It climbs like a mountain goat, smooth and in control. Smaller wheels allow you to accelerate quicker on a hill, and the ability of the NuVinci to allow you to quickly find exactly the right gear seem to make sudden changes in the grade irrelevant.

With the sun setting, it’s easy to become obsessed with your own shadow.

By the time the most difficult climbing section is behind me and the grade eases significantly, I spend most of the time reviewing what has just transpired.

I’m not really sure if this is something of a placebo effect. That just might be the reason it is so difficult to describe what’s special about a belt drive, and in this particular case, it’s perfect combination with a NuVinci hub.

One thing I know for sure is that my confidence in the belt drive showed each time I stood on my pedals.

In my previous ascent of McKenzie Pass, years ago on my mountain bike, I couldn’t help but worry about dropping a chain and taking a face plant.

Or, just hoping that a change of gears wouldn’t result in a skip or two at an in opportune moment.

None of those worries with the Silk Infinity set up.

If anything, my entire connection to this bicycle seems so integrated — so synergetic — that all the worries and distractions disappear.

Instead, the experience of the ride itself takes complete center stage. When my breathing quiets on the flat section, I can hear twigs snap in the woods.

I can’t see what might be responsible, but the mere fact that I know it happened struck me as, well, unique for a bike ride.

This is more quiet than walking.

My goal of reaching the summit at sunset becomes a reality, but the images feel somewhat disappointing.

Instead, I find myself just staring at the Silk, in amazement.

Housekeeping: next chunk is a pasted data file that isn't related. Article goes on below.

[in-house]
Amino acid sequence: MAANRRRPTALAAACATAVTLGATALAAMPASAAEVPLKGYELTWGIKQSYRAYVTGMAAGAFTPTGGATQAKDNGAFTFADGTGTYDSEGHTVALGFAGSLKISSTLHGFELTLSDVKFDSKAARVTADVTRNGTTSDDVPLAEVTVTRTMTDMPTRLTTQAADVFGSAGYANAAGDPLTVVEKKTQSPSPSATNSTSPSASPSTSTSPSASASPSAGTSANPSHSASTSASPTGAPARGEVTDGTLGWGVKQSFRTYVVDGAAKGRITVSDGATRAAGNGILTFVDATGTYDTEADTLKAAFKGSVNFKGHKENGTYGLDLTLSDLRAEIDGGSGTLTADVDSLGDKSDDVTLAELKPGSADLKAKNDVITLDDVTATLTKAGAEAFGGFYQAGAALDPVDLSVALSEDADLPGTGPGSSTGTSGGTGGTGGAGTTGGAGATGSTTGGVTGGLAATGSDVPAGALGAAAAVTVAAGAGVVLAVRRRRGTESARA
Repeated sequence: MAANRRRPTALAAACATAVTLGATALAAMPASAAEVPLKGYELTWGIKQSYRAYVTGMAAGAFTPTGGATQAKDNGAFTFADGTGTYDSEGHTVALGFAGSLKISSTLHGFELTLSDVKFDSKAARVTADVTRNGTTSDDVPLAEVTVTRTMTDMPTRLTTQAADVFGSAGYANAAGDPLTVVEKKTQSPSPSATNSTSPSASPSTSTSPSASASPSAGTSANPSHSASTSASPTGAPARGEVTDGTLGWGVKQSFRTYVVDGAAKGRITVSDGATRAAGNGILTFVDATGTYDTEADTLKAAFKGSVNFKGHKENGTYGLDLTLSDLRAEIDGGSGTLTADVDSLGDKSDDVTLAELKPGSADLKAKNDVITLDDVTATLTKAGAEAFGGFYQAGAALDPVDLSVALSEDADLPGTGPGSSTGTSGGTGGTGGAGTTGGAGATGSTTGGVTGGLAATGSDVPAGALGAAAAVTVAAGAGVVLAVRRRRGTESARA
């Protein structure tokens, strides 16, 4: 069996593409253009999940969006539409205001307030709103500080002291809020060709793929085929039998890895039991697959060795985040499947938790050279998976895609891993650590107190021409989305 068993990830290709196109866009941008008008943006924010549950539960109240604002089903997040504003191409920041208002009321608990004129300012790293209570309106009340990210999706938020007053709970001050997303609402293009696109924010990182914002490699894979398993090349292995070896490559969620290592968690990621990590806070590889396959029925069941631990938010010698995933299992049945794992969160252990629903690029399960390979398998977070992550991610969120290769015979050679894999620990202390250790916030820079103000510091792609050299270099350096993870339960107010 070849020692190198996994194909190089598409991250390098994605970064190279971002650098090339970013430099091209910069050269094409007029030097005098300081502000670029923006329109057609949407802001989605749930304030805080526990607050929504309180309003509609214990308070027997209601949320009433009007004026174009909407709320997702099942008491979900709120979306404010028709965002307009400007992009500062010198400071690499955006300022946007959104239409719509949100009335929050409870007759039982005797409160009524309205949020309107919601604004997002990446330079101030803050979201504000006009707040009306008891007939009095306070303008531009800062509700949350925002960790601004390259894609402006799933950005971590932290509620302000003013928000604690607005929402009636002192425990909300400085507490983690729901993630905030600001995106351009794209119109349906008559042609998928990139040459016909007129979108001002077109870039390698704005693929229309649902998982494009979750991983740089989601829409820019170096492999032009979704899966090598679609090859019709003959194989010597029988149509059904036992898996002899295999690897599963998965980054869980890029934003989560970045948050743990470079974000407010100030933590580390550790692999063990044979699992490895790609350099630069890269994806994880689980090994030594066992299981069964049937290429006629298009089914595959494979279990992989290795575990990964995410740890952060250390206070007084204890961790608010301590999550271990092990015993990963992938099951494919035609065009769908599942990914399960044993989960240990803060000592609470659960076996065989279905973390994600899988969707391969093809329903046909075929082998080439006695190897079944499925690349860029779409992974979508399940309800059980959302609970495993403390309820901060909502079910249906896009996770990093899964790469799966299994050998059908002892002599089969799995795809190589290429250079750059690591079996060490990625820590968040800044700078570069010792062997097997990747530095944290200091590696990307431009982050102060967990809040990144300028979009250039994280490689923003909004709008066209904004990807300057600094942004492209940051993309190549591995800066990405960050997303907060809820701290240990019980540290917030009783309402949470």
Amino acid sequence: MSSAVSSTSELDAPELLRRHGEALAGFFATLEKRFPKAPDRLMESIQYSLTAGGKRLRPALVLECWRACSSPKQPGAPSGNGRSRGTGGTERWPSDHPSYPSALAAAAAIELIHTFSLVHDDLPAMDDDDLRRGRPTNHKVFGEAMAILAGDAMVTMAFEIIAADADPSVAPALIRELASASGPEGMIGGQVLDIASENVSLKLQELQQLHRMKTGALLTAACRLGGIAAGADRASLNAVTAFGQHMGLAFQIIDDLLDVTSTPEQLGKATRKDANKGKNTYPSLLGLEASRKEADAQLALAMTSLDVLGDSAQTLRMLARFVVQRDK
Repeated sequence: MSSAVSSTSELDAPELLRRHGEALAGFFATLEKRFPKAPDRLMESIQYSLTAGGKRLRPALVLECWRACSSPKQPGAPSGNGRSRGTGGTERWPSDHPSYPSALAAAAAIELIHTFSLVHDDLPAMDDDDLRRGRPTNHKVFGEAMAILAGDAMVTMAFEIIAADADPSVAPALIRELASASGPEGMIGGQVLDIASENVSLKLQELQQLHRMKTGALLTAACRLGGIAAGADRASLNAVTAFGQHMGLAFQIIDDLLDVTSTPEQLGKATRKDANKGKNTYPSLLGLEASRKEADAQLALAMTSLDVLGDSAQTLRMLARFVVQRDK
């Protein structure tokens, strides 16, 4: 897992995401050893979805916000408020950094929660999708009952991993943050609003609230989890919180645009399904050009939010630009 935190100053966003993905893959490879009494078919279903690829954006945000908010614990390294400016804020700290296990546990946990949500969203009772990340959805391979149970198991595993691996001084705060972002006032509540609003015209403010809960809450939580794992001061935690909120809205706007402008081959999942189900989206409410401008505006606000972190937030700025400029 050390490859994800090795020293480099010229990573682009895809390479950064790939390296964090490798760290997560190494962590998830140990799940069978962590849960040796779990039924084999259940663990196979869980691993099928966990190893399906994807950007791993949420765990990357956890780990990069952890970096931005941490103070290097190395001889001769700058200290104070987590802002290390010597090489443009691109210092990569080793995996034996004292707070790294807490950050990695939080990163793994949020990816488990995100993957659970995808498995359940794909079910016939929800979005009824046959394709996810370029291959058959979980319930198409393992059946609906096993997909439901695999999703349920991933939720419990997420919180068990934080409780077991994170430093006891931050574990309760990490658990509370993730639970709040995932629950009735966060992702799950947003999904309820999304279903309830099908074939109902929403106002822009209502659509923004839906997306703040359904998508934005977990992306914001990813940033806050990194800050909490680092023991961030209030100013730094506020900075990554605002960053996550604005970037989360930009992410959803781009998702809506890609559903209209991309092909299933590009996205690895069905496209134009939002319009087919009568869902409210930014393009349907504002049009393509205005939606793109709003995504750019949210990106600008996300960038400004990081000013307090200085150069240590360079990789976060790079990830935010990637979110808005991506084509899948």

Would I carry a 5-pound hub up a mountain? Without hesitation.

Proof that I made it to the top. And yes, I would do it again. And again. And again.





2 Responses

  1. That is one of my favorite roads. Down towards the bottom (before the switchbacks) there was always a stretch of trees over the road which on the right early spring day gave off the most beautiful tree-dappled sunlight.

    I’ve been looking at this bike for some time and wondering about–well about the weight, of course. Unfortunately, I don’t have access to a test or even a visual look-over of the Silk, so I appreciate your review very much. Can it possibly be true that all the extra weight of the steel framed BF plus the Nuvinci don’t have an impact? Not even the knees?

    1. Maybe I’m not the best test ride for this since I’ve never paid that close attention to the weight of a bike. That said, I expected it to be a more difficult ride than my Pocket Llama, but it wasn’t. Then again, the last time I rode up McKenzie Pass was on a GT i-Drive, so that certainly wasn’t a lightweight bike. That said, I did climb on a Super Pro earlier this year on a steeper, shorter climb.The Super Pro was sub 16 pounds. The Silk isn’t in that class, but for a bike that can take a touring load, it sure performed well.